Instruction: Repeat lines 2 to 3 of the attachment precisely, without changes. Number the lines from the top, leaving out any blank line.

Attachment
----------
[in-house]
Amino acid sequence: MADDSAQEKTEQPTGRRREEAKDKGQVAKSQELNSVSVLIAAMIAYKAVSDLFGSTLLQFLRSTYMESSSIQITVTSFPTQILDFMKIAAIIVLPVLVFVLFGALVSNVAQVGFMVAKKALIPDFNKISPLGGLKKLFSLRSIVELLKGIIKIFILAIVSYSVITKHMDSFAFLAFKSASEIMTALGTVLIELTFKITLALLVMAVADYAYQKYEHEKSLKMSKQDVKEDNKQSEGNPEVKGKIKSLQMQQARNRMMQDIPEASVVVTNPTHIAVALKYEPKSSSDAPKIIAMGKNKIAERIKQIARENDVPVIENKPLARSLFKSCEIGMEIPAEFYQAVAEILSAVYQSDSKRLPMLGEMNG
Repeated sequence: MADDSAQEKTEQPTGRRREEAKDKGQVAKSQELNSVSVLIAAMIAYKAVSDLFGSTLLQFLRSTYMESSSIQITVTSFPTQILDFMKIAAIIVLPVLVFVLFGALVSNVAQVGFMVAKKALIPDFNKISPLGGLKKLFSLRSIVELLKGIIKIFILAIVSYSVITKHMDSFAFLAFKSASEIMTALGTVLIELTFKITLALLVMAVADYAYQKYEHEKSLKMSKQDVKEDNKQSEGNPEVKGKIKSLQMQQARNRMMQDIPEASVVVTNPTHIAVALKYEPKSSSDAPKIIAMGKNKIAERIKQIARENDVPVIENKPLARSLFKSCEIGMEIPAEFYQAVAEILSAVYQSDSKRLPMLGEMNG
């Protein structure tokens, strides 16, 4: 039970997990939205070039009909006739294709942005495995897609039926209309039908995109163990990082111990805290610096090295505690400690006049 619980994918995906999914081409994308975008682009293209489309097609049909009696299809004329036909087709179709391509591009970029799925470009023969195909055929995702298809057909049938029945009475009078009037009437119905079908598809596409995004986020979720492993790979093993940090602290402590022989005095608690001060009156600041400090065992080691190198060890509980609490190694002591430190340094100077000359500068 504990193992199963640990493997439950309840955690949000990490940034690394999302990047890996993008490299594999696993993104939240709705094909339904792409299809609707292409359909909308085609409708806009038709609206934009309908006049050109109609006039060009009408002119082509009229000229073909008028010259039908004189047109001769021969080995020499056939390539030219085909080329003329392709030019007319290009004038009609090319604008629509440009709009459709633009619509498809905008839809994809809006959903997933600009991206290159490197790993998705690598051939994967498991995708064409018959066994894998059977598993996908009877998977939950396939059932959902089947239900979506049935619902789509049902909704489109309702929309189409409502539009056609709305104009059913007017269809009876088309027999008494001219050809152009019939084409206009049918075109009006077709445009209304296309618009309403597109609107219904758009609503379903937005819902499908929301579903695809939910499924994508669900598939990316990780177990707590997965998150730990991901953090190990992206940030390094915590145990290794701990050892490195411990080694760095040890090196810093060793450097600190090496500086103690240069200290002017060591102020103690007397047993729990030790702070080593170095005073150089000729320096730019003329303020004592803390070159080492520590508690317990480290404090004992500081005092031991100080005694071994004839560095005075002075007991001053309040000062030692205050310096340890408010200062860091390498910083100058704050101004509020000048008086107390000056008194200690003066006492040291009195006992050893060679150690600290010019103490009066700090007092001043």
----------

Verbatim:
Amino acid sequence: MADDSAQEKTEQPTGRRREEAKDKGQVAKSQELNSVSVLIAAMIAYKAVSDLFGSTLLQFLRSTYMESSSIQITVTSFPTQILDFMKIAAIIVLPVLVFVLFGALVSNVAQVGFMVAKKALIPDFNKISPLGGLKKLFSLRSIVELLKGIIKIFILAIVSYSVITKHMDSFAFLAFKSASEIMTALGTVLIELTFKITLALLVMAVADYAYQKYEHEKSLKMSKQDVKEDNKQSEGNPEVKGKIKSLQMQQARNRMMQDIPEASVVVTNPTHIAVALKYEPKSSSDAPKIIAMGKNKIAERIKQIARENDVPVIENKPLARSLFKSCEIGMEIPAEFYQAVAEILSAVYQSDSKRLPMLGEMNG
Repeated sequence: MADDSAQEKTEQPTGRRREEAKDKGQVAKSQELNSVSVLIAAMIAYKAVSDLFGSTLLQFLRSTYMESSSIQITVTSFPTQILDFMKIAAIIVLPVLVFVLFGALVSNVAQVGFMVAKKALIPDFNKISPLGGLKKLFSLRSIVELLKGIIKIFILAIVSYSVITKHMDSFAFLAFKSASEIMTALGTVLIELTFKITLALLVMAVADYAYQKYEHEKSLKMSKQDVKEDNKQSEGNPEVKGKIKSLQMQQARNRMMQDIPEASVVVTNPTHIAVALKYEPKSSSDAPKIIAMGKNKIAERIKQIARENDVPVIENKPLARSLFKSCEIGMEIPAEFYQAVAEILSAVYQSDSKRLPMLGEMNG